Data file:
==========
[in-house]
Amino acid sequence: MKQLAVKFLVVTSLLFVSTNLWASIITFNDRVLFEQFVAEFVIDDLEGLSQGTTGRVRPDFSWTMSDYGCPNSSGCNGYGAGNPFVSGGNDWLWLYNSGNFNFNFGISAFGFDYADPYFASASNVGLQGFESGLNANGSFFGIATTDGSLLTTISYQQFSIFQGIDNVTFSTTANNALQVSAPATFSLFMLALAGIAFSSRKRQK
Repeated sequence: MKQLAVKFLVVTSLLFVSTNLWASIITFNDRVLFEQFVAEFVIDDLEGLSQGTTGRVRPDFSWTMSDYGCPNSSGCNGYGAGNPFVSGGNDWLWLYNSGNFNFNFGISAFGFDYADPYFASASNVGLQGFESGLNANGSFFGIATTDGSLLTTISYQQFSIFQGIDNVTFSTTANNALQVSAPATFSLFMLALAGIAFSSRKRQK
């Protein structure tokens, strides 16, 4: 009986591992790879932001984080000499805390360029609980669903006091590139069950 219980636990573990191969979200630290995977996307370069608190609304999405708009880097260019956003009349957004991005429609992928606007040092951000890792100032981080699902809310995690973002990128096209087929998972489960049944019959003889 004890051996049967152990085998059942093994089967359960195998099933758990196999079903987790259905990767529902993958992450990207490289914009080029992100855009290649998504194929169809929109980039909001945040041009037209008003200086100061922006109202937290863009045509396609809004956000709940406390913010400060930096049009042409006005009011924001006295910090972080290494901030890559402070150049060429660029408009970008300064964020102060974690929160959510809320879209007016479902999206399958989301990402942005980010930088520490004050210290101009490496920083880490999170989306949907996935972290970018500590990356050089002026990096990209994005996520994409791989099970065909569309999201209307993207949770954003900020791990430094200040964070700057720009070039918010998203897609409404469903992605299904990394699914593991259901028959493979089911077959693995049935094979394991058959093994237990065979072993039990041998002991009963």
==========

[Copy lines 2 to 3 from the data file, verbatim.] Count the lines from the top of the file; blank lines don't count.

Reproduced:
Amino acid sequence: MKQLAVKFLVVTSLLFVSTNLWASIITFNDRVLFEQFVAEFVIDDLEGLSQGTTGRVRPDFSWTMSDYGCPNSSGCNGYGAGNPFVSGGNDWLWLYNSGNFNFNFGISAFGFDYADPYFASASNVGLQGFESGLNANGSFFGIATTDGSLLTTISYQQFSIFQGIDNVTFSTTANNALQVSAPATFSLFMLALAGIAFSSRKRQK
Repeated sequence: MKQLAVKFLVVTSLLFVSTNLWASIITFNDRVLFEQFVAEFVIDDLEGLSQGTTGRVRPDFSWTMSDYGCPNSSGCNGYGAGNPFVSGGNDWLWLYNSGNFNFNFGISAFGFDYADPYFASASNVGLQGFESGLNANGSFFGIATTDGSLLTTISYQQFSIFQGIDNVTFSTTANNALQVSAPATFSLFMLALAGIAFSSRKRQK